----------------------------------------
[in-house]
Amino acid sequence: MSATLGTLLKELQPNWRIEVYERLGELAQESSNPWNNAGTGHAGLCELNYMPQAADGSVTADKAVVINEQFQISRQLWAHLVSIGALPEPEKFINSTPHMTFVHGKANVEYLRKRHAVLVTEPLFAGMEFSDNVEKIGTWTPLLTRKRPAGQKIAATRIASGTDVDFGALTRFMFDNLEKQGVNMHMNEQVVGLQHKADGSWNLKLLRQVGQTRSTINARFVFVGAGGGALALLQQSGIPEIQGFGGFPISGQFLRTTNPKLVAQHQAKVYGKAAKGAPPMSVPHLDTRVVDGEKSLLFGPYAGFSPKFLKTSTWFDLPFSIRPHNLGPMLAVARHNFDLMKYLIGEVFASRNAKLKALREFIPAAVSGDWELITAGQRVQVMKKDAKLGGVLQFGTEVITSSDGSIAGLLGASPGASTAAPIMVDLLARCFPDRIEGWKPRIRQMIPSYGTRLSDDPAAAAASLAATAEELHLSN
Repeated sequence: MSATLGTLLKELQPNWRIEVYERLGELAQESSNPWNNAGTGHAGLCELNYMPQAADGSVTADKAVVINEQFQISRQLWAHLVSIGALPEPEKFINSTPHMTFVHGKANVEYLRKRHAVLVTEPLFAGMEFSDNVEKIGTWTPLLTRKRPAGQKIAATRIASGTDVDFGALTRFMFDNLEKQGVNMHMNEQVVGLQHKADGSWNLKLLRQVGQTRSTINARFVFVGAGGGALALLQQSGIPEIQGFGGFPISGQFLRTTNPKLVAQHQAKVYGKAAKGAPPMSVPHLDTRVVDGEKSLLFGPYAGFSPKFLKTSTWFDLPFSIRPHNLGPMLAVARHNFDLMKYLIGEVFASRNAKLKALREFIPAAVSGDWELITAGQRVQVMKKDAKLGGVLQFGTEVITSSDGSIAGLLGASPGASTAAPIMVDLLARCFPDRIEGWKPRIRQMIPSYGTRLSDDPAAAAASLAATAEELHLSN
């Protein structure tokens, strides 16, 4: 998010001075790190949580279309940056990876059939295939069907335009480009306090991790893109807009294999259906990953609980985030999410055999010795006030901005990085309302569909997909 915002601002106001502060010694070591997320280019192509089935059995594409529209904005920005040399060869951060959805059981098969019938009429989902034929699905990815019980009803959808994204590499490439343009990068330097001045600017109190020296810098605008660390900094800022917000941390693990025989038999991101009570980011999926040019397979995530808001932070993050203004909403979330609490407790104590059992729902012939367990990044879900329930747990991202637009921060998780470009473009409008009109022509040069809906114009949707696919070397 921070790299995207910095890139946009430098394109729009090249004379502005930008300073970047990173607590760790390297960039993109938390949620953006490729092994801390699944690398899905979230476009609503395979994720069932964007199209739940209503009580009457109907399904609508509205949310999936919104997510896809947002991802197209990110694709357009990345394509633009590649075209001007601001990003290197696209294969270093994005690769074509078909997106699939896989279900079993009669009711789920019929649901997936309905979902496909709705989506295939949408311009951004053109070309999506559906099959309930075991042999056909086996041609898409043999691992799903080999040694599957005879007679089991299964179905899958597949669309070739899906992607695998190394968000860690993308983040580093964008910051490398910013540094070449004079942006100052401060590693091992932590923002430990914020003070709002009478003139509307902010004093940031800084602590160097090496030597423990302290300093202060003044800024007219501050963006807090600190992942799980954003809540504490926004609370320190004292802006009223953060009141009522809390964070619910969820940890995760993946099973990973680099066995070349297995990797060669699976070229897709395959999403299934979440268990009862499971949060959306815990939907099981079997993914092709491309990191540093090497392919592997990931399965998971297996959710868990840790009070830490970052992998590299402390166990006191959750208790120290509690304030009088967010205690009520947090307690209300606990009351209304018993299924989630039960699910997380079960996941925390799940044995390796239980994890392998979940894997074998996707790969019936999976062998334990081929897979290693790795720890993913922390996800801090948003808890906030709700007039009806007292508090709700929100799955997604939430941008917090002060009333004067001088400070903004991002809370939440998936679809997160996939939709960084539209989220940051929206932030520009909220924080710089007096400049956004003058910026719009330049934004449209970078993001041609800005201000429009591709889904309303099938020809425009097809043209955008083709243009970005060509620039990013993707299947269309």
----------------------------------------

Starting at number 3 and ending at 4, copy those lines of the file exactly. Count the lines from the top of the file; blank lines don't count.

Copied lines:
Repeated sequence: MSATLGTLLKELQPNWRIEVYERLGELAQESSNPWNNAGTGHAGLCELNYMPQAADGSVTADKAVVINEQFQISRQLWAHLVSIGALPEPEKFINSTPHMTFVHGKANVEYLRKRHAVLVTEPLFAGMEFSDNVEKIGTWTPLLTRKRPAGQKIAATRIASGTDVDFGALTRFMFDNLEKQGVNMHMNEQVVGLQHKADGSWNLKLLRQVGQTRSTINARFVFVGAGGGALALLQQSGIPEIQGFGGFPISGQFLRTTNPKLVAQHQAKVYGKAAKGAPPMSVPHLDTRVVDGEKSLLFGPYAGFSPKFLKTSTWFDLPFSIRPHNLGPMLAVARHNFDLMKYLIGEVFASRNAKLKALREFIPAAVSGDWELITAGQRVQVMKKDAKLGGVLQFGTEVITSSDGSIAGLLGASPGASTAAPIMVDLLARCFPDRIEGWKPRIRQMIPSYGTRLSDDPAAAAASLAATAEELHLSN
């Protein structure tokens, strides 16, 4: 998010001075790190949580279309940056990876059939295939069907335009480009306090991790893109807009294999259906990953609980985030999410055999010795006030901005990085309302569909997909 915002601002106001502060010694070591997320280019192509089935059995594409529209904005920005040399060869951060959805059981098969019938009429989902034929699905990815019980009803959808994204590499490439343009990068330097001045600017109190020296810098605008660390900094800022917000941390693990025989038999991101009570980011999926040019397979995530808001932070993050203004909403979330609490407790104590059992729902012939367990990044879900329930747990991202637009921060998780470009473009409008009109022509040069809906114009949707696919070397 921070790299995207910095890139946009430098394109729009090249004379502005930008300073970047990173607590760790390297960039993109938390949620953006490729092994801390699944690398899905979230476009609503395979994720069932964007199209739940209503009580009457109907399904609508509205949310999936919104997510896809947002991802197209990110694709357009990345394509633009590649075209001007601001990003290197696209294969270093994005690769074509078909997106699939896989279900079993009669009711789920019929649901997936309905979902496909709705989506295939949408311009951004053109070309999506559906099959309930075991042999056909086996041609898409043999691992799903080999040694599957005879007679089991299964179905899958597949669309070739899906992607695998190394968000860690993308983040580093964008910051490398910013540094070449004079942006100052401060590693091992932590923002430990914020003070709002009478003139509307902010004093940031800084602590160097090496030597423990302290300093202060003044800024007219501050963006807090600190992942799980954003809540504490926004609370320190004292802006009223953060009141009522809390964070619910969820940890995760993946099973990973680099066995070349297995990797060669699976070229897709395959999403299934979440268990009862499971949060959306815990939907099981079997993914092709491309990191540093090497392919592997990931399965998971297996959710868990840790009070830490970052992998590299402390166990006191959750208790120290509690304030009088967010205690009520947090307690209300606990009351209304018993299924989630039960699910997380079960996941925390799940044995390796239980994890392998979940894997074998996707790969019936999976062998334990081929897979290693790795720890993913922390996800801090948003808890906030709700007039009806007292508090709700929100799955997604939430941008917090002060009333004067001088400070903004991002809370939440998936679809997160996939939709960084539209989220940051929206932030520009909220924080710089007096400049956004003058910026719009330049934004449209970078993001041609800005201000429009591709889904309303099938020809425009097809043209955008083709243009970005060509620039990013993707299947269309």